‘It’s all about this kid who plays drums in a jazz orchestra…’
Broken down to its basic plot elements, Whiplash sounds like something you’d actually pay money to avoid. But don’t be misled, because this is one of the year’s most gripping films, featuring a stellar central performance from JK Simmons that has made him hot favourite to lift this year’s Oscar for best supporting actor. As for the jazz element, well it probably helps if you like the music, but it’s by no means essential.
Andrew (Miles Teller) is an ambitious young drummer based at New York’s top music conservatory. Like all the other musicians there, he lives in the hope of being ‘spotted’ by their top tutor, Mr Fletcher (Simmons) and when he’s finally offered the chance to sit in with the big man’s own orchestra, Andrew senses an opportunity to make his mark on the world of music. His quest to be ‘the best’ is not so much an ambition as an all-encompassing obsession and he’s prepared to give it everything he’s got, even when it leaves him with bruised and bleeding hands and even when it means giving short shrift to his hapless girlfriend, Nicole (Melissa Benoist). But he soon discovers that Fletcher is not the most nurturing of tutors – on the contrary, he’s a self aggrandising, bigoted, foul-mouthed sadist who will observe no boundaries when it comes to pushing his proteges to achieve their best. Andrew’s likeable father, Jim (Paul Reiser) can only watch helplessly as his son is put through the wringer.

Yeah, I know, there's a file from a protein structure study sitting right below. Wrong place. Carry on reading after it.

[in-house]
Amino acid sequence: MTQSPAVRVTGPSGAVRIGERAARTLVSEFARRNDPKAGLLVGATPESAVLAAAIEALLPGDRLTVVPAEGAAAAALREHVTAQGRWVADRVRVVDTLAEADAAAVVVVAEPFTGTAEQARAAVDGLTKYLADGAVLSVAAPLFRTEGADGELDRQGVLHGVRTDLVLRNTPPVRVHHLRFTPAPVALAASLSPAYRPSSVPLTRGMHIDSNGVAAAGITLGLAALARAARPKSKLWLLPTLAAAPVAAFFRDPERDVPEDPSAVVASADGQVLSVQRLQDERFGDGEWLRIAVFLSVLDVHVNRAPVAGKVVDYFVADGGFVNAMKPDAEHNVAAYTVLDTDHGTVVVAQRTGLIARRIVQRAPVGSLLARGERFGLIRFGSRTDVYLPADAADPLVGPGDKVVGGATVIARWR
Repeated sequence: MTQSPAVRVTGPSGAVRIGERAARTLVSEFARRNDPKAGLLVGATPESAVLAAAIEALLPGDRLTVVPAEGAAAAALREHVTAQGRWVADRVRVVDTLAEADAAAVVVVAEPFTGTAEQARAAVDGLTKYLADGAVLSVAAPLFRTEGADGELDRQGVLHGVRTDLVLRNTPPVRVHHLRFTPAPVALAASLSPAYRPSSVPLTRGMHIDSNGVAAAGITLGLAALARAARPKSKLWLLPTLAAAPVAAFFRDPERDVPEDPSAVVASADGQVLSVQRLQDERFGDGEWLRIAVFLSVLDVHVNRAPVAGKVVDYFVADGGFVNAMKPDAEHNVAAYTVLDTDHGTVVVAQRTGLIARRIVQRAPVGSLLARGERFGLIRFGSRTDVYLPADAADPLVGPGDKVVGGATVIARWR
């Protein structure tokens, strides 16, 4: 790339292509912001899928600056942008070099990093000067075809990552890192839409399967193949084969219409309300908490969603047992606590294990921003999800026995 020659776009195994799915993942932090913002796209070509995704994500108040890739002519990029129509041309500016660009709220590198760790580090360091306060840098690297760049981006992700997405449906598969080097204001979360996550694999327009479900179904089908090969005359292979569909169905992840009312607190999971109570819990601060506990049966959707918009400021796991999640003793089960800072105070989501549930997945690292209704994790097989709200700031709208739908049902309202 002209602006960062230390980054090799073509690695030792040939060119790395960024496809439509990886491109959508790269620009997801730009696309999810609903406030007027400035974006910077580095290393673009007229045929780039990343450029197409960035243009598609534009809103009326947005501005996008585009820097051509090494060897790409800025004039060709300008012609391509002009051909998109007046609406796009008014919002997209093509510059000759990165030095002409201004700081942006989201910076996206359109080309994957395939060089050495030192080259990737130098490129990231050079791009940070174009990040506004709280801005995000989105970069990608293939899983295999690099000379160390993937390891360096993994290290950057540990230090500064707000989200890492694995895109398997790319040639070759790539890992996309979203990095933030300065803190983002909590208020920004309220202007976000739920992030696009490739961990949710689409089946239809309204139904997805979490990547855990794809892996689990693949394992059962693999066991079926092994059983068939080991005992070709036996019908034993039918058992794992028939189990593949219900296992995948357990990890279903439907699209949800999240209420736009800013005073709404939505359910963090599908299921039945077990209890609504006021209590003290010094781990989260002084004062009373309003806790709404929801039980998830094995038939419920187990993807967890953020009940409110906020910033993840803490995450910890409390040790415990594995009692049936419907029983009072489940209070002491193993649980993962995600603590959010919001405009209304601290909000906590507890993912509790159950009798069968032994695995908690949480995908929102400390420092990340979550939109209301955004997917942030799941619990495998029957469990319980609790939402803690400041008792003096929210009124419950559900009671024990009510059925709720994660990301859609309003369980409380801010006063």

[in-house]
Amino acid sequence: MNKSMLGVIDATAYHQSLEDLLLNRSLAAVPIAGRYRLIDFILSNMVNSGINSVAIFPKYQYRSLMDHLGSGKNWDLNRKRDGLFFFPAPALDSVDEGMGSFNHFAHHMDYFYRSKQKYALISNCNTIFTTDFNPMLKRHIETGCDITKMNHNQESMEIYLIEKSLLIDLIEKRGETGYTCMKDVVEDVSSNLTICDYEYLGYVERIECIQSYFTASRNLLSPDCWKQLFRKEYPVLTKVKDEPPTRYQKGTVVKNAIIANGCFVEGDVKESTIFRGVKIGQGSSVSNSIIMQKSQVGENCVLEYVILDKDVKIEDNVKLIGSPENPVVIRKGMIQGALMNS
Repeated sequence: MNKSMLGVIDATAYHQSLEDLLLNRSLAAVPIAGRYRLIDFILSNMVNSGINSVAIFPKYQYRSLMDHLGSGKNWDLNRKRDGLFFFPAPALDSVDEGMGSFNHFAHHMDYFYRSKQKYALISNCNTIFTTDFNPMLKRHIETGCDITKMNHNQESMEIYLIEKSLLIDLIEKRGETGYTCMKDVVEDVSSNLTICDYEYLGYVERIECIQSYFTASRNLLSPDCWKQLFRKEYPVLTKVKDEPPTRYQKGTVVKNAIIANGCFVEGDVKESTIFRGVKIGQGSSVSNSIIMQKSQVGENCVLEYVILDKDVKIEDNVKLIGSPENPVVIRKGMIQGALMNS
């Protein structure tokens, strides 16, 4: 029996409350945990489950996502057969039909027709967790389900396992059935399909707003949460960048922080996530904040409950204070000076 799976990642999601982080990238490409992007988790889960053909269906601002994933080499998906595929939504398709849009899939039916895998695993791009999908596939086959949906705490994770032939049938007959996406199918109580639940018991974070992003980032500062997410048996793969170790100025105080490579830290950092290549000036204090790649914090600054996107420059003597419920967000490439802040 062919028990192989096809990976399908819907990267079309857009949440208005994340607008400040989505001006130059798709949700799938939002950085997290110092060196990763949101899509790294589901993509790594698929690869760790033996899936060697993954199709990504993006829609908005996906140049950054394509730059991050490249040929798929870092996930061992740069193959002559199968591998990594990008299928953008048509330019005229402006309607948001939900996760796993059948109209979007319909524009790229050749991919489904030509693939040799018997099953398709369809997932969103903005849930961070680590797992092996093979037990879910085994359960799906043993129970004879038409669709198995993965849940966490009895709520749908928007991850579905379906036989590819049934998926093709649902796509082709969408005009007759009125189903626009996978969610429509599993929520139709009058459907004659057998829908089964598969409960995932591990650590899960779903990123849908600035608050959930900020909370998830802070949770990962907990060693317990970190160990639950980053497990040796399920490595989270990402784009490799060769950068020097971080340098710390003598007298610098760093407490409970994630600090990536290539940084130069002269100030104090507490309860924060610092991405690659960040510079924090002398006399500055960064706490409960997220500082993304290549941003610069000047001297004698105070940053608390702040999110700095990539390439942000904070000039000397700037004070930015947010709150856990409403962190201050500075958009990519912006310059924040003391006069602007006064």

There are two superb performances at the heart of this story. Teller plays the buttoned-up (and actually not allthat likeable) Andrew with great skill, and it’s to his credit that you care deeply about what happens to him; but make no mistake, Simmons owns this film from the moment he steps into shot. An actor formally known for playing a range of affable nice guys (think of his easy going Dad in Juno) he’s made a startling transformation. He is mesmerisingly repellent, a snarling, brutal martinet convinced of his own superiority. You’ll hate him, you’ll want to punch his image on the screen, but at the same time, you won’t be able to take your eyes off him.
In case you’re thinking this all sounds a bit gloomy, take heart: there’s a climactic set piece where Andrew gets to strut his stuff behind a drum kit that can only be described as thrilling. Whiplash is a little cracker of a movie and if Simmons does triumph at the Oscars, it will be thoroughly deserved.